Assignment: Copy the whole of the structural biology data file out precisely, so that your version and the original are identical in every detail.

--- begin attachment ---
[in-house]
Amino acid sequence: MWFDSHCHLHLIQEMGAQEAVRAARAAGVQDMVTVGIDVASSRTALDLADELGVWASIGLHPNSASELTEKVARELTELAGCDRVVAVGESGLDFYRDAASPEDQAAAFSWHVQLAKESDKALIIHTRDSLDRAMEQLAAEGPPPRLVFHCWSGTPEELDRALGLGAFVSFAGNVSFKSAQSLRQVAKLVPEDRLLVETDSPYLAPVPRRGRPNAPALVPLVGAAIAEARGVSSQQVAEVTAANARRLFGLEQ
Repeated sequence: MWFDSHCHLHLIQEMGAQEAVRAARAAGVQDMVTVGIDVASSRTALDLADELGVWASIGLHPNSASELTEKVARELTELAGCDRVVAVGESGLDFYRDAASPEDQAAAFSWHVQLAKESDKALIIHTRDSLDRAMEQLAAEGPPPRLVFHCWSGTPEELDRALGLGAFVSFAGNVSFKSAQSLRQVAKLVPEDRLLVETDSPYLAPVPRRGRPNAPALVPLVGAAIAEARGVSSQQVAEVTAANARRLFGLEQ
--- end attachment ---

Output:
[in-house]
Amino acid sequence: MWFDSHCHLHLIQEMGAQEAVRAARAAGVQDMVTVGIDVASSRTALDLADELGVWASIGLHPNSASELTEKVARELTELAGCDRVVAVGESGLDFYRDAASPEDQAAAFSWHVQLAKESDKALIIHTRDSLDRAMEQLAAEGPPPRLVFHCWSGTPEELDRALGLGAFVSFAGNVSFKSAQSLRQVAKLVPEDRLLVETDSPYLAPVPRRGRPNAPALVPLVGAAIAEARGVSSQQVAEVTAANARRLFGLEQ
Repeated sequence: MWFDSHCHLHLIQEMGAQEAVRAARAAGVQDMVTVGIDVASSRTALDLADELGVWASIGLHPNSASELTEKVARELTELAGCDRVVAVGESGLDFYRDAASPEDQAAAFSWHVQLAKESDKALIIHTRDSLDRAMEQLAAEGPPPRLVFHCWSGTPEELDRALGLGAFVSFAGNVSFKSAQSLRQVAKLVPEDRLLVETDSPYLAPVPRRGRPNAPALVPLVGAAIAEARGVSSQQVAEVTAANARRLFGLEQ